But you're saying, "Well, then he got fired the next day!" And yes he did. And from a football standpoint, it was the only move the Browns organization could make. Kicking—at every level of football—is a ruthless, bottom-line proposition. Make the field goal and you are a hero! You get the praise, you get the accolades, you get the girl! Miss the field goal and you are the goat, you are worthless, you are "that guy who lost us the game"—no matter what the rest of us did in the other 99.7 percent of the game.

However, trace the careers of almost any NFL kicker—and even many in the collegiate ranks. Their's is a nomadic profession—one where most of those who make their living with their strong leg do not necessarily get to retire from the same team or graduate from the same school with which they started. Indeed, that's the exception, rather than the rule. Thier's is a career where second, third... eighth chances often are the ones that see them shine.

And thus, it is very likely that we have not seen the last of Zane Gonzalez on an NFL field. Almost certainly, his phone will ring again and when his injured groin (one final time, ouch!) is healthy, he will get the chance to replace another member of the kicker tribe who failed on a game-winning field goal or shanked an extra-point. And why would a coach or general manager be more likely to call Gonzalez than a random Zendejas or Smith? Most likely, it will be precisely because in his worst moment of adversity, he did take responsibility for his misses—even if he didn't have to do so. And thus, Gonzalez's character shined through—and hopefully, a coach will—sooner rather than later—give him another turn on the stage.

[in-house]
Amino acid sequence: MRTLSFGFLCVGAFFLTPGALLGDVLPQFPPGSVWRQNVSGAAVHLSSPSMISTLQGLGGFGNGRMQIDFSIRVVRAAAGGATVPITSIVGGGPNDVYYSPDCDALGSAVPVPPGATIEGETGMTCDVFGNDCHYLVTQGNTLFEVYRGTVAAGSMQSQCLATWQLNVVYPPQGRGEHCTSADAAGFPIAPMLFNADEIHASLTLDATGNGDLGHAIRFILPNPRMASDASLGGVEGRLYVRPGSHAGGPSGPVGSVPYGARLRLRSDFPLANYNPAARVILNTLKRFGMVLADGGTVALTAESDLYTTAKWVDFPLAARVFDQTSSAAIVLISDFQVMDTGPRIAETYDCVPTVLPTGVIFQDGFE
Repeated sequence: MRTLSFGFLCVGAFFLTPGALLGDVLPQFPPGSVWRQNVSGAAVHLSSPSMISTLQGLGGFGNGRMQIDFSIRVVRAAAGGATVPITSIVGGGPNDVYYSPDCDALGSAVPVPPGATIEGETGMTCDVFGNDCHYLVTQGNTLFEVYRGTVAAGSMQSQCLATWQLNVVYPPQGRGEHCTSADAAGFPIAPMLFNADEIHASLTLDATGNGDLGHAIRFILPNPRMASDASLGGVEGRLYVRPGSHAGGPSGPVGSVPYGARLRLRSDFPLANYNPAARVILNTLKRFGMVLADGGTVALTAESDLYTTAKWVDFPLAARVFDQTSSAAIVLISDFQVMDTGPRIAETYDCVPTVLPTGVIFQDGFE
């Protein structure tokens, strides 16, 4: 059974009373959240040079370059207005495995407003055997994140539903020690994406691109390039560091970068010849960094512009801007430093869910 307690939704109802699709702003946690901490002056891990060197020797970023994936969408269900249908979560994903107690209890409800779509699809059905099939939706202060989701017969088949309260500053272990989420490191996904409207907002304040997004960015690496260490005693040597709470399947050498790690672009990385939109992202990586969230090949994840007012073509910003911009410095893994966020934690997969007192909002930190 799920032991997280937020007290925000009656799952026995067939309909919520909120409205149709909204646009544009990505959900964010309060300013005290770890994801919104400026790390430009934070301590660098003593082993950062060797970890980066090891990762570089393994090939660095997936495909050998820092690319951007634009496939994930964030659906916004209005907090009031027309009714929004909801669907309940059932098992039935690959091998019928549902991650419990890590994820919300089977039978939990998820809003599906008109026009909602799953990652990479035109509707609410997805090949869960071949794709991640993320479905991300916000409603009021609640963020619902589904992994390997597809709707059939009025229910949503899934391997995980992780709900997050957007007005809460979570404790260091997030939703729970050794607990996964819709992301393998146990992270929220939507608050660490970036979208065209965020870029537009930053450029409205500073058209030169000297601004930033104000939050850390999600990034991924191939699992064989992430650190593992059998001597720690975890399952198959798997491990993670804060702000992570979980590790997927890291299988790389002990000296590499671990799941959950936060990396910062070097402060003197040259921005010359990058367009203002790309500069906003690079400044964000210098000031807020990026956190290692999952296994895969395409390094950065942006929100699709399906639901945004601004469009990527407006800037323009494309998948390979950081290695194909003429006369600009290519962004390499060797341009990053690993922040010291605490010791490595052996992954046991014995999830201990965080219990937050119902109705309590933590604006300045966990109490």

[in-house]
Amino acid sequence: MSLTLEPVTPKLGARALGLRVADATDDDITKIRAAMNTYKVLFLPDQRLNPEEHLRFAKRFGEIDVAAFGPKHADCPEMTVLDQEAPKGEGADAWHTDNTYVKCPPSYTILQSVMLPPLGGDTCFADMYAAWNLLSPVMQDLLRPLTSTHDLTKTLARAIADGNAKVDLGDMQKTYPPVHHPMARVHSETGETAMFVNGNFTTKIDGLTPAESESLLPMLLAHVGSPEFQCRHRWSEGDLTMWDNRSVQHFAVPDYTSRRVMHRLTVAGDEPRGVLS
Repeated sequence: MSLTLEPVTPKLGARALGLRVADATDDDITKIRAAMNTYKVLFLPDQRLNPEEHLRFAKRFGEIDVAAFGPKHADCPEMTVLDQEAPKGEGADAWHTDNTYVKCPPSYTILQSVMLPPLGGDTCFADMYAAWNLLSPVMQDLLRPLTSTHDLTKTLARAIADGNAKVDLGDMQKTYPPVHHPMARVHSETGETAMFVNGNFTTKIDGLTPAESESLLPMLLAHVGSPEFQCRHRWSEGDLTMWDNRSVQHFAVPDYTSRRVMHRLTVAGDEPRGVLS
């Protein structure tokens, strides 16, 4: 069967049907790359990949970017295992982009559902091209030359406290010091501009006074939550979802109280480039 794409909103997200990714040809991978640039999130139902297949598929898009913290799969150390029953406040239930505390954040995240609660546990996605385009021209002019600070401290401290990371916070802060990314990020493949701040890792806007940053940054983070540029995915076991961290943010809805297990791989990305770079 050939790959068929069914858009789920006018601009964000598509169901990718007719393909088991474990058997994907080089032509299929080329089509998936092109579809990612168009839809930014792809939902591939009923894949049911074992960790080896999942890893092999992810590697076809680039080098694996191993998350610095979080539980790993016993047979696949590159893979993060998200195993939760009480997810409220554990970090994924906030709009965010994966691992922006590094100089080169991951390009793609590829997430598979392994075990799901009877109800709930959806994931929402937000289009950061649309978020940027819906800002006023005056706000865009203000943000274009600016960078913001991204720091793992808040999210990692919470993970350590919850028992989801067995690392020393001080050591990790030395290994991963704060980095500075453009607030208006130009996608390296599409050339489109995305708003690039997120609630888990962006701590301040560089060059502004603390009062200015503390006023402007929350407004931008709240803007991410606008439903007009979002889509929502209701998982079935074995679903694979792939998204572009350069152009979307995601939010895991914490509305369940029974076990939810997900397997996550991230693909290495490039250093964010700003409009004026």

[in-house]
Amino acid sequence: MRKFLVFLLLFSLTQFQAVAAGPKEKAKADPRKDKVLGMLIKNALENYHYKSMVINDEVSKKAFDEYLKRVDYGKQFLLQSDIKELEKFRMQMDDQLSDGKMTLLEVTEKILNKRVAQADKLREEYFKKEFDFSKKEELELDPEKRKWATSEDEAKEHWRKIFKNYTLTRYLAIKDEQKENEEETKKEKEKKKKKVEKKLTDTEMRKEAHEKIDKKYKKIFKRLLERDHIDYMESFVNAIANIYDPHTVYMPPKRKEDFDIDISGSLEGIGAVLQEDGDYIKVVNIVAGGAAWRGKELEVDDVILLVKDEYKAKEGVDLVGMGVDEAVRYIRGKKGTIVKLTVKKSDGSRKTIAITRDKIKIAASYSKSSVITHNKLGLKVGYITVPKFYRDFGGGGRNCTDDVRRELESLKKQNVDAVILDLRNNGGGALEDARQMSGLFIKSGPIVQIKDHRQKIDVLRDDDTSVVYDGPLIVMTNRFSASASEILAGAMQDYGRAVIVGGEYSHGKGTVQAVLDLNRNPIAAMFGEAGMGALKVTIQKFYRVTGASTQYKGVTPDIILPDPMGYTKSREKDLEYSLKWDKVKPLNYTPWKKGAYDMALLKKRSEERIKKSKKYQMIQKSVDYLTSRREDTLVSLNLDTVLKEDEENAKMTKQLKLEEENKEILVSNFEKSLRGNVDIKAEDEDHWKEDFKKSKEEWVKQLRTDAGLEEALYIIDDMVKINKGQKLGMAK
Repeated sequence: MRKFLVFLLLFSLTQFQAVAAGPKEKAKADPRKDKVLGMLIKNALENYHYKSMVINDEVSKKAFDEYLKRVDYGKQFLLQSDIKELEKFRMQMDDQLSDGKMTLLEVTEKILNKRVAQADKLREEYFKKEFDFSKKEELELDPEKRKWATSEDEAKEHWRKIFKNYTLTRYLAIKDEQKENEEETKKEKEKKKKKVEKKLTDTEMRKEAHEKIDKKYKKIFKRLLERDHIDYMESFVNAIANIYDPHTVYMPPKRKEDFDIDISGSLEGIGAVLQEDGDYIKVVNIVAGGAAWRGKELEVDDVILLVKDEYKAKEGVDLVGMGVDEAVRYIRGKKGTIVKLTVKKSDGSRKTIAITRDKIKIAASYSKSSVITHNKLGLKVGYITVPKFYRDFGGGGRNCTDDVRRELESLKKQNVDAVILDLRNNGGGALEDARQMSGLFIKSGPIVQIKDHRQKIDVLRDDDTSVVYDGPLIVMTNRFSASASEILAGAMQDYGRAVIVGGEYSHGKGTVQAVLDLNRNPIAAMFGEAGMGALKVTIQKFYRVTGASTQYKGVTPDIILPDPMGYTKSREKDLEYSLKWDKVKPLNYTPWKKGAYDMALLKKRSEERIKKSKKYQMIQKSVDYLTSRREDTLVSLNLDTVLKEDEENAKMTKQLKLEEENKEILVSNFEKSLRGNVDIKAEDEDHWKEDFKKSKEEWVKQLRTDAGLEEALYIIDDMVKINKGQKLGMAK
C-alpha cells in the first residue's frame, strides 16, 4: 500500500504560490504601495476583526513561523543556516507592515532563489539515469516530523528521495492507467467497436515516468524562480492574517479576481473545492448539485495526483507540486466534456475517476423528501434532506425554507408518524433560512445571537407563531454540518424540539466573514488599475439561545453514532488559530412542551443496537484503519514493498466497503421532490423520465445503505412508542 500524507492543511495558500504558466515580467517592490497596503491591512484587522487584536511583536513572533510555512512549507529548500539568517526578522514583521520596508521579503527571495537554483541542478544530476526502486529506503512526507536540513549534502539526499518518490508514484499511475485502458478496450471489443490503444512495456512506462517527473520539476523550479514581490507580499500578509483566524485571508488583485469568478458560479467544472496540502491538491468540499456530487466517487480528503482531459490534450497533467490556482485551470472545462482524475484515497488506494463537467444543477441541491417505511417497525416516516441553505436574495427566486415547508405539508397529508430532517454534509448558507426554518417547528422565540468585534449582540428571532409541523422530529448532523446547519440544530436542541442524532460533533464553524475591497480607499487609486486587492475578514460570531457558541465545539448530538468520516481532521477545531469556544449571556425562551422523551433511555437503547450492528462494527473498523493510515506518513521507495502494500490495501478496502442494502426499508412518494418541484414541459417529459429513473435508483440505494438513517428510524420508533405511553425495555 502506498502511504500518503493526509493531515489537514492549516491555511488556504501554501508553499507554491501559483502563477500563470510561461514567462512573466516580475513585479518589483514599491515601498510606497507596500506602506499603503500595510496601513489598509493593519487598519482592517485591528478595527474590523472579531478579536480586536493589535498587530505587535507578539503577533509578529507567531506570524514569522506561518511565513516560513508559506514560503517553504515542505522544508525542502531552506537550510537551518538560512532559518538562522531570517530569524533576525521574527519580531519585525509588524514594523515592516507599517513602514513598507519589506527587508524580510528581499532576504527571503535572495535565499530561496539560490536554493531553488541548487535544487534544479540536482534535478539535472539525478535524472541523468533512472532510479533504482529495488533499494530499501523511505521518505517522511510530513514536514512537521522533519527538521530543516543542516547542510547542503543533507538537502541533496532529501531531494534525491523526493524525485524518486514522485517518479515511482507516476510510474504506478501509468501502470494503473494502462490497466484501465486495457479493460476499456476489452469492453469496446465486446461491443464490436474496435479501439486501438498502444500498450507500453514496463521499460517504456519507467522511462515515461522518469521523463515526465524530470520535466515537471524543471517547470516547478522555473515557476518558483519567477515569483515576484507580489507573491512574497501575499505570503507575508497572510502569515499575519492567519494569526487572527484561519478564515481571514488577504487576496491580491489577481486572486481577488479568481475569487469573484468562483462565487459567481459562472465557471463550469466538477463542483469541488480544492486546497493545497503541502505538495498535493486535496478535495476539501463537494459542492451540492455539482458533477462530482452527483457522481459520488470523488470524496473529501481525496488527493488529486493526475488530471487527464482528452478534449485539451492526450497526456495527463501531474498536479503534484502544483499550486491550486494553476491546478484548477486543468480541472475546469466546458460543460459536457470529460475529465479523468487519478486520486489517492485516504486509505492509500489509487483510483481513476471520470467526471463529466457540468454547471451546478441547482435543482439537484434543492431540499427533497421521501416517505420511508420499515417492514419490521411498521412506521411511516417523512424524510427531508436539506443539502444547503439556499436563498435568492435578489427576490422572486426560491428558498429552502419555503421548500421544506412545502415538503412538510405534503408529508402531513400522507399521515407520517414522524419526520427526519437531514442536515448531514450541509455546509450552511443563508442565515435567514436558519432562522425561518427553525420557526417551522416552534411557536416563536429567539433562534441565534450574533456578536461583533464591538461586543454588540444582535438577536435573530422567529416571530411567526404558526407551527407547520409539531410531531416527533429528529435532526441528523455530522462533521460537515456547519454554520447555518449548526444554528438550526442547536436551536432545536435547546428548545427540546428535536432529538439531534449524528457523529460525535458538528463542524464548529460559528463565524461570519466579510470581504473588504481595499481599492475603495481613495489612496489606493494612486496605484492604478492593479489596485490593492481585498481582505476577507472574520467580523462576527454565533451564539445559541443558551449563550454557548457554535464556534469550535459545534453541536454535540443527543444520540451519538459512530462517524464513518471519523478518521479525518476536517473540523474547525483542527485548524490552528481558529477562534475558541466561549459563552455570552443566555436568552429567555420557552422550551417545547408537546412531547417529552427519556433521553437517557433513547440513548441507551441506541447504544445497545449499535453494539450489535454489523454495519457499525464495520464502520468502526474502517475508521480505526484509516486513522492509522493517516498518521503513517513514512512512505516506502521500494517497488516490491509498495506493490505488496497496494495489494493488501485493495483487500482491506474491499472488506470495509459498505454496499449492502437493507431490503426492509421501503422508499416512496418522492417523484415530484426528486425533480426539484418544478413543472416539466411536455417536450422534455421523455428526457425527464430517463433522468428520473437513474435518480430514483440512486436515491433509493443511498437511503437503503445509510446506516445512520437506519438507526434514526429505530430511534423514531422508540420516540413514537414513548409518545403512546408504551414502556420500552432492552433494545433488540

Avoiding the Scene

The reactions of literally everyone else associated with the Cleveland Browns organization immediately after Zane Gonzalez missed the last of his four kicks that would have sent the game into overtime was telling. Gonzalez sat alone, head in his hands, on the Cleveland bench. When the TV camera found him, it was quite telling that no one in Browns gear - not a teammate, not a coach, not even a staff member—was anywhere to be seen around him. There was Gonzalez—alone with his thoughts and more than likely well-aware of his fate—with no presence from anyone on his team around him.

Think about how this scene is replicated away from the glare of national television and the massive audience (still) of any NFL game. When someone fails around you - at work, in your family, in life in general—are you there for them—or do you run far, far away too? Too often we gravitate quickly to success and pull quickly away from what is perceived to be a failure. We want to be around winners instinctively, and yes, we may have very good reason to get away from "losers."

However, whatever kind of relationship we are talking about—work, familial, friendship—there will be adversity. There will always be a missed chance, a missed signal, a missed opportunity to get ahead. There may even be four of them—maybe even more! And so we have the choice of how we should react in those moments when others fail us. Should we be like the Cleveland players who stayed far, far away from Zane Gonzalez after his terrible game? There are often many, many reasons to do so, lest we get caught-up in the wake of either that person's mistake itself or all the other "stuff" that may spring from that thing. We have tons of self-help books and big personalities like Dr. Phil who tell us to not just distance ourselves, but to get away—and get away quickly—from those around us who fail us. However, how often do we cut our losses too soon? What if we write-off someone as a person who can't do the job, who can't hack it, who isn't "good enough too soon. Yes, there's risk in "going down with the ship," but isn't there the opposite risk of "missing the boat" at the same time if we act too hastily—or without all the facts?